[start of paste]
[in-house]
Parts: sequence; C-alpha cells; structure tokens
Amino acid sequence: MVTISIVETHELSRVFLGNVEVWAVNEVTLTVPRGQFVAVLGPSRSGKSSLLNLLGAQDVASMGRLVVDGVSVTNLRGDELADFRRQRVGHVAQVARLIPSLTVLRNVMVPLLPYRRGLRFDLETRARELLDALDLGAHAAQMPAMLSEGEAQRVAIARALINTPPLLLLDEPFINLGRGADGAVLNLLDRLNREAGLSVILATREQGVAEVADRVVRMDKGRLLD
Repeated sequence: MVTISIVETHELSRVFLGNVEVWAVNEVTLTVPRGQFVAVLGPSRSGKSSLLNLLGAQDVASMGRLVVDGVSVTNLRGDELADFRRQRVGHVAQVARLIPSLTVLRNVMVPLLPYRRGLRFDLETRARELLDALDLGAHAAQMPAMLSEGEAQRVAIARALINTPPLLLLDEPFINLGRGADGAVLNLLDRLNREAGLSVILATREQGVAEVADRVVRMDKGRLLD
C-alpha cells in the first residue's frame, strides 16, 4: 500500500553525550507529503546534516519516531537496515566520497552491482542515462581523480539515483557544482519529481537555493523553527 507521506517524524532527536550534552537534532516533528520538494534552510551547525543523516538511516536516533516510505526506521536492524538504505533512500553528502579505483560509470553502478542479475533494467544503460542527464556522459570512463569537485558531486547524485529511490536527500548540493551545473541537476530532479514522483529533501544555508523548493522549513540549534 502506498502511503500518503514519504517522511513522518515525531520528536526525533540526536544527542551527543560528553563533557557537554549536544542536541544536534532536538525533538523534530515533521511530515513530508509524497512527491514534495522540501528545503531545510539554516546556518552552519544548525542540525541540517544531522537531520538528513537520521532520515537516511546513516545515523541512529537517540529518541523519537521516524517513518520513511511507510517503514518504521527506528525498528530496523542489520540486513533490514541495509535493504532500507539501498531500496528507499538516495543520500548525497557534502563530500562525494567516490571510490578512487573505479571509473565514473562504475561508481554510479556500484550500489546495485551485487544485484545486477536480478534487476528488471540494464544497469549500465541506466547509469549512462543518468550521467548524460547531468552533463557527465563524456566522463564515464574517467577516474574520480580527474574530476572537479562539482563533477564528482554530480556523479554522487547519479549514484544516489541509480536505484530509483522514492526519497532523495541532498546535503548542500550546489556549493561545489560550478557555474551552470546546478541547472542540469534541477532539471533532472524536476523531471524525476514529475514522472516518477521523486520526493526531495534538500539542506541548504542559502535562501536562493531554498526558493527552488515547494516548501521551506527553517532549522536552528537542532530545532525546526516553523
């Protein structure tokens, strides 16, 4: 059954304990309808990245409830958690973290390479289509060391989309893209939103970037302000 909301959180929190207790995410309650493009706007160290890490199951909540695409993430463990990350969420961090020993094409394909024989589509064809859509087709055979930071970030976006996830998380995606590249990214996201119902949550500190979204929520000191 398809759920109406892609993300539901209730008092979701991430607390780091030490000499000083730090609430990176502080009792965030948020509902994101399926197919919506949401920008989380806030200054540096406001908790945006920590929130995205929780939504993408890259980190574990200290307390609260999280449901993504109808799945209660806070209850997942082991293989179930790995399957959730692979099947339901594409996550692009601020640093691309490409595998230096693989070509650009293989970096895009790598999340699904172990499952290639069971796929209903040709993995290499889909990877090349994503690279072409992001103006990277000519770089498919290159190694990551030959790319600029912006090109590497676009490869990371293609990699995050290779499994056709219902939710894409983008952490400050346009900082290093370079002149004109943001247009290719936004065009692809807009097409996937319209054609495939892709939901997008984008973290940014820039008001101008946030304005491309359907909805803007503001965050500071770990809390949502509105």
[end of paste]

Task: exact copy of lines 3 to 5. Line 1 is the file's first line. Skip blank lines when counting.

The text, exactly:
Amino acid sequence: MVTISIVETHELSRVFLGNVEVWAVNEVTLTVPRGQFVAVLGPSRSGKSSLLNLLGAQDVASMGRLVVDGVSVTNLRGDELADFRRQRVGHVAQVARLIPSLTVLRNVMVPLLPYRRGLRFDLETRARELLDALDLGAHAAQMPAMLSEGEAQRVAIARALINTPPLLLLDEPFINLGRGADGAVLNLLDRLNREAGLSVILATREQGVAEVADRVVRMDKGRLLD
Repeated sequence: MVTISIVETHELSRVFLGNVEVWAVNEVTLTVPRGQFVAVLGPSRSGKSSLLNLLGAQDVASMGRLVVDGVSVTNLRGDELADFRRQRVGHVAQVARLIPSLTVLRNVMVPLLPYRRGLRFDLETRARELLDALDLGAHAAQMPAMLSEGEAQRVAIARALINTPPLLLLDEPFINLGRGADGAVLNLLDRLNREAGLSVILATREQGVAEVADRVVRMDKGRLLD
C-alpha cells in the first residue's frame, strides 16, 4: 500500500553525550507529503546534516519516531537496515566520497552491482542515462581523480539515483557544482519529481537555493523553527 507521506517524524532527536550534552537534532516533528520538494534552510551547525543523516538511516536516533516510505526506521536492524538504505533512500553528502579505483560509470553502478542479475533494467544503460542527464556522459570512463569537485558531486547524485529511490536527500548540493551545473541537476530532479514522483529533501544555508523548493522549513540549534 502506498502511503500518503514519504517522511513522518515525531520528536526525533540526536544527542551527543560528553563533557557537554549536544542536541544536534532536538525533538523534530515533521511530515513530508509524497512527491514534495522540501528545503531545510539554516546556518552552519544548525542540525541540517544531522537531520538528513537520521532520515537516511546513516545515523541512529537517540529518541523519537521516524517513518520513511511507510517503514518504521527506528525498528530496523542489520540486513533490514541495509535493504532500507539501498531500496528507499538516495543520500548525497557534502563530500562525494567516490571510490578512487573505479571509473565514473562504475561508481554510479556500484550500489546495485551485487544485484545486477536480478534487476528488471540494464544497469549500465541506466547509469549512462543518468550521467548524460547531468552533463557527465563524456566522463564515464574517467577516474574520480580527474574530476572537479562539482563533477564528482554530480556523479554522487547519479549514484544516489541509480536505484530509483522514492526519497532523495541532498546535503548542500550546489556549493561545489560550478557555474551552470546546478541547472542540469534541477532539471533532472524536476523531471524525476514529475514522472516518477521523486520526493526531495534538500539542506541548504542559502535562501536562493531554498526558493527552488515547494516548501521551506527553517532549522536552528537542532530545532525546526516553523